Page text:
LINCOLNVILLE—It’s been more than a year since Michael and Karrie Nowak moved into their new home and turnkey inn, the Youngtown Inn, and now they are finally ready to put the word out that Aster & Rose, the inn’s renovated restaurant, has found its stride.
The couple previously owned a restaurant in Cleveland, Ohio, called The Black Pig, and had been contemplating moving to the coast of Maine with their three children for a number of years. With Karrie’s relatives in Gardiner and Portland, and the timing of the pandemic, it made sense to the Nowaks to sell their restaurant, the building, and their house in Cleveland and move up to Maine in the summer of 2021.
“I spent a number of years in Vermont as well and we always knew we wanted to move back to New England,” said Michael. “After taking a number of trips back up here, we knew we wanted to make that a reality. We were looking for a commercial property and The Youngtown Inn checked all of the boxes.”
After Labor Day, 2021, the couple took over from MaryAnn and Manuel Mercier, who’d owned the inn and restaurant for 30 years. The changes made to the restaurant were subtle. They updated the electronic/internet infrastructure along with some structural work. The restaurant’s ambiance also transformed into the sage and stone look that it has now with all-new lighting fixtures. In addition, the tiny bar with six seats and a cozy fireplace received an upgrade as well.
Initially, Michael only cooked breakfast and dinner for the guests of the inn. As they needed to hire staff and research purveyors, it seemed premature at the time to open to the public.in 2021.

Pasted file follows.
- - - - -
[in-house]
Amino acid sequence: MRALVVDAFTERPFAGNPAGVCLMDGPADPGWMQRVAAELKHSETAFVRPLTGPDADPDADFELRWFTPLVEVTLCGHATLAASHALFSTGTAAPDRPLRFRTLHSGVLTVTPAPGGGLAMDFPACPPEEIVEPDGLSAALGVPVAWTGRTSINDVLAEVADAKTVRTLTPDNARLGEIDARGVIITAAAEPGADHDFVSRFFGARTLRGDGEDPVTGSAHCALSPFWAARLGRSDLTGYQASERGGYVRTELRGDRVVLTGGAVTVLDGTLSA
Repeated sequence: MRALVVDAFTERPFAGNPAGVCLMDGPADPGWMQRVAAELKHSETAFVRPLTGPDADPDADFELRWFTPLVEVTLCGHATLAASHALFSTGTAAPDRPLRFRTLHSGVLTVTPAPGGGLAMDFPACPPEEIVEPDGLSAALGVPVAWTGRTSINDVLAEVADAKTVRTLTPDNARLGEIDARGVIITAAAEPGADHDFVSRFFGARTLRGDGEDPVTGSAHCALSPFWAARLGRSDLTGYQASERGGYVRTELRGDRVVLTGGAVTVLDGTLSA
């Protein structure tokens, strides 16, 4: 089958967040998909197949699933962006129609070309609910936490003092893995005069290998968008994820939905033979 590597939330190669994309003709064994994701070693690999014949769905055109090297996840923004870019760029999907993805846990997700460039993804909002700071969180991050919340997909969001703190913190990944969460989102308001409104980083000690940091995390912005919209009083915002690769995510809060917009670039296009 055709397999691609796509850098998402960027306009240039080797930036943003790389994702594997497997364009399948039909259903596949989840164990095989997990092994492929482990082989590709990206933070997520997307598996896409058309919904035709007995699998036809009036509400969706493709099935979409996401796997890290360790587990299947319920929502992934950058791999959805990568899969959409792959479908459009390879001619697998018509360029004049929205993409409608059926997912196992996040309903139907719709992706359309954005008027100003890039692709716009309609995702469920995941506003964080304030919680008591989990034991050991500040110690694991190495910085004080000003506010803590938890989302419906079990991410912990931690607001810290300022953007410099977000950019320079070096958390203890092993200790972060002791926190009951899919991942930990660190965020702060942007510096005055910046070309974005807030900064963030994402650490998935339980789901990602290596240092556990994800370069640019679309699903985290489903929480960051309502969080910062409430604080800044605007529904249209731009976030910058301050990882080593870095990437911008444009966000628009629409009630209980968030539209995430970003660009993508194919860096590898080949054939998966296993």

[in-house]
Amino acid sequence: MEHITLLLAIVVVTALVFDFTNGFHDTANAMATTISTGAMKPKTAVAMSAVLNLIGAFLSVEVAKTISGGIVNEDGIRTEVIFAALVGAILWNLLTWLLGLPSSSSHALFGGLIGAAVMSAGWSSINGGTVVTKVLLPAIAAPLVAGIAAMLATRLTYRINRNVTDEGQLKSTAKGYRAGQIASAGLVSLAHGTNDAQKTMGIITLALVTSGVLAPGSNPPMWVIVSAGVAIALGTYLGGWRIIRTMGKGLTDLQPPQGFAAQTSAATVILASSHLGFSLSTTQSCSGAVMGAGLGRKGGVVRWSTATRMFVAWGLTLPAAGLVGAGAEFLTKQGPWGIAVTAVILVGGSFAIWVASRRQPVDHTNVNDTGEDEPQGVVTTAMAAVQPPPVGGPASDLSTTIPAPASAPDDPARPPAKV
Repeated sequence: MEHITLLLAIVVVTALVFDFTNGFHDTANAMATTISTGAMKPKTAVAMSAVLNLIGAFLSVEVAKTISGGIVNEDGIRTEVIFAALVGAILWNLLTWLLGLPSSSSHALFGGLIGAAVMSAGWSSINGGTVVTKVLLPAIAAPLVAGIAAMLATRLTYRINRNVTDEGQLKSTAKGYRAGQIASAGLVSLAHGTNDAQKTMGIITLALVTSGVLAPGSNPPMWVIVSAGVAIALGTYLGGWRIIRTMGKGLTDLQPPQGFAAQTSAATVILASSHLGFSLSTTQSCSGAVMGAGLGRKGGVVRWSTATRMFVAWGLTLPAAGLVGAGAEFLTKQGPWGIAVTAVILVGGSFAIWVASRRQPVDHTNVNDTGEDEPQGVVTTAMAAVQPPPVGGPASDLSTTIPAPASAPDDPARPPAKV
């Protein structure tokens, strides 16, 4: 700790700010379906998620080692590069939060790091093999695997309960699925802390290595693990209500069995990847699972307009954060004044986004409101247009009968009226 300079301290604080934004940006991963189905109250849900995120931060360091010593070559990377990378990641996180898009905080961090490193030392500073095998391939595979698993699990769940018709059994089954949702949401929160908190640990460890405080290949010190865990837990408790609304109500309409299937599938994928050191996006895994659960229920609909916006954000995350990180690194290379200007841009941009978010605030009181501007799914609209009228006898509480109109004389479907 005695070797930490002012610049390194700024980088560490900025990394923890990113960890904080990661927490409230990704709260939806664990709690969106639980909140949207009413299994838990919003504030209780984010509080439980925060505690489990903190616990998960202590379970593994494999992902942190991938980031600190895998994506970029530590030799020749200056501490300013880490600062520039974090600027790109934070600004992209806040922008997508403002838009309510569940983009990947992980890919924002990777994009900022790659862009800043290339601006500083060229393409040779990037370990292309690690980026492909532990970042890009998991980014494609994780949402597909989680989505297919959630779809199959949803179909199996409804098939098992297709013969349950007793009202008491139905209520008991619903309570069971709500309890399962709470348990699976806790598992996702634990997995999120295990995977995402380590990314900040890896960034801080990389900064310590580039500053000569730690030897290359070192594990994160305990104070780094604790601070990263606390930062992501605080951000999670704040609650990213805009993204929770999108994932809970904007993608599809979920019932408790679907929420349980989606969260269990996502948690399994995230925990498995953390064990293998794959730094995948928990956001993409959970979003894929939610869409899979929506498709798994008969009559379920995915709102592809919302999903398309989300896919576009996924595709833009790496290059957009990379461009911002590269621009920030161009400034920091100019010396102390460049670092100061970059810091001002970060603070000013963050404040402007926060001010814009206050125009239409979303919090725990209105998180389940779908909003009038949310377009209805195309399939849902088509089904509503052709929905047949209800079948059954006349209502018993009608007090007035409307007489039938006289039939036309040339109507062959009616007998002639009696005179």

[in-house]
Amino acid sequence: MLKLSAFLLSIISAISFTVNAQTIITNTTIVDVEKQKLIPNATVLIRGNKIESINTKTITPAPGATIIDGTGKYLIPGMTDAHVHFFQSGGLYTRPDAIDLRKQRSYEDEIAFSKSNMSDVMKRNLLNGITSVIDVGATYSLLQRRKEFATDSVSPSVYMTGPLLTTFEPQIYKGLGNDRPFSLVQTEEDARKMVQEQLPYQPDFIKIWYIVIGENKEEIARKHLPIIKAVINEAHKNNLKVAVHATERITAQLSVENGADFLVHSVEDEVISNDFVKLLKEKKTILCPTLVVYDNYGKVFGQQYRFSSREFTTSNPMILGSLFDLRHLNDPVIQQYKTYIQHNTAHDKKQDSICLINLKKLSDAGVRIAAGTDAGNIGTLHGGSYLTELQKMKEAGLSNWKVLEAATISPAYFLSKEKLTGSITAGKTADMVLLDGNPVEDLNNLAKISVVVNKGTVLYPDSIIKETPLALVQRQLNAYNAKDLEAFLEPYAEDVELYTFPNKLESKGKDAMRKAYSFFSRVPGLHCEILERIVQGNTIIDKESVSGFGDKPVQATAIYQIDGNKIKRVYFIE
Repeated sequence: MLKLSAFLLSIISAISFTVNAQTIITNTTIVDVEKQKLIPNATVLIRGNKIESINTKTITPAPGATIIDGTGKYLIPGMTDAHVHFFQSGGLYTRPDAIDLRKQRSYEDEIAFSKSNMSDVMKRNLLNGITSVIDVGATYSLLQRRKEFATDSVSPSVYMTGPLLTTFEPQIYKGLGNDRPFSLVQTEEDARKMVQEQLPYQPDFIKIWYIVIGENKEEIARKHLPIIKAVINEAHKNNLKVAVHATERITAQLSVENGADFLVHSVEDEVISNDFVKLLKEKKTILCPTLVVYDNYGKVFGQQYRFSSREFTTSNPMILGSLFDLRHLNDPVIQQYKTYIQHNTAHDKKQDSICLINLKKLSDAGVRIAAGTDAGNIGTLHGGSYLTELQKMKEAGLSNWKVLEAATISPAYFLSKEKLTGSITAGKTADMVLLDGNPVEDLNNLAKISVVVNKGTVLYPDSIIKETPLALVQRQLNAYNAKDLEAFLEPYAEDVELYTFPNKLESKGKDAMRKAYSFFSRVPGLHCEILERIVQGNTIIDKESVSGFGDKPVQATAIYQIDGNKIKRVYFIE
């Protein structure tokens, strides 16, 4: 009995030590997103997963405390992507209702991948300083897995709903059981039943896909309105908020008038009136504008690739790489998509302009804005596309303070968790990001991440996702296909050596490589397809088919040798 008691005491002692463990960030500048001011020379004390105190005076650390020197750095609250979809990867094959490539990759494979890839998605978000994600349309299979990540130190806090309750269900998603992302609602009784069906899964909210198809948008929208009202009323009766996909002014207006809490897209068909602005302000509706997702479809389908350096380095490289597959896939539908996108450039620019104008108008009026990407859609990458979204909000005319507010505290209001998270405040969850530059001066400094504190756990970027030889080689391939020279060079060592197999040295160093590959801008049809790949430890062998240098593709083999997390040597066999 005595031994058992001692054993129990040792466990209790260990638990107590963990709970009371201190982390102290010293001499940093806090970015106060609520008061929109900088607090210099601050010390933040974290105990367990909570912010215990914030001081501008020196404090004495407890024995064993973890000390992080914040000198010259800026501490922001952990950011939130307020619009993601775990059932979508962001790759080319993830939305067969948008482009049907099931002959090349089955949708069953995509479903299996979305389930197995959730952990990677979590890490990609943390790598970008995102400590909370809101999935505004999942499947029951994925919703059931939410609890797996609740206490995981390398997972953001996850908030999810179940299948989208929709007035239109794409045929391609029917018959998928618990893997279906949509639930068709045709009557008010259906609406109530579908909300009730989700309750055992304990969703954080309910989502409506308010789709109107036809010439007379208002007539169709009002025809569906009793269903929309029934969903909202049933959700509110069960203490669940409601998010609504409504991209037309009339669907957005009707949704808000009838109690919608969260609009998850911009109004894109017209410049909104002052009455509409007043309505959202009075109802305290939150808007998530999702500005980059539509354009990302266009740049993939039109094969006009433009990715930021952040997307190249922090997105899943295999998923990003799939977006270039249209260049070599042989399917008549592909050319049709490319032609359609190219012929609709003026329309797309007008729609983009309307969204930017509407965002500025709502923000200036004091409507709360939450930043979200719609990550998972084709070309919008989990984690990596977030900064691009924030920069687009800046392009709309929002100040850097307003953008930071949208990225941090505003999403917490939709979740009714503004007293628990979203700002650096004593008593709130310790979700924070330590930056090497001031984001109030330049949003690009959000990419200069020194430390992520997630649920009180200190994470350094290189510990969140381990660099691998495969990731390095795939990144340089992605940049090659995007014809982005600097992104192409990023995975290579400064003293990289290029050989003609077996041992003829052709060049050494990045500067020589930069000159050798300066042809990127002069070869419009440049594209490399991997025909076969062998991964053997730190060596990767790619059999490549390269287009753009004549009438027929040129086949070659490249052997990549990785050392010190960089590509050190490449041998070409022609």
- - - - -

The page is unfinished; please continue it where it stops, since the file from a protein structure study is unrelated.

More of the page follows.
“When we first took over, we planned on just doing a traditional bed and breakfast for the guests,” he said. But being way out in the center of Lincolnville, some of their guests couldn’t get dinner reservations or didn’t want to drive very far to go to dinner. Some guests still had pre-fixe packages they’d purchased before the sale of the Youngtown Inn, which the Nowaks honored by cooking them special dinners.
That process of opening to the public happened gradually within a few months after a few pop-up weekend dinners.
The pared-down menu, which changes daily based on the seasonal ingredients Michael can get, is hearty. Trained in French techniques as well as at a French culinary school, Michael said his cooking is very influenced by the region but with ingredients that are seasonally available. Beyond that, his first chef position was in an Italian restaurant, which has contributed to his passion for making pasta by hand.
“I fused it all together into this old-school European style of cooking—a lot of Italian-style and French technique on the menu, which is why you’ll see a traditional French paté next to cavatelli and fettuccine,” he said.
The Nowaks were settled on keeping The Youngtown Inn’s original name for the inn.
“This area is historically known as The Youngtown region and there was no reason why we wanted to change that,” he said.
The name of the new restaurant comes from the birth flowers of September and June, correlating with Michael and Karrie’s birthdays.
“We’ve had a lot of locals hear about us by word of mouth and come back again and again,” he said. “What we’re definitely seeing now is a dining room full of people who live here year-round.”
Though the doors have been open to the public for quite some time, the restaurant’s popularity has come predominately from word of mouth.
“We want people to know that the restaurant is separate from the inn and welcome to all,” he said.
Dinner service: Wed through-Sat at 5 p.m. For more information visit: Aster & Rose
Kay Stephens can be reached at firstname.lastname@example.org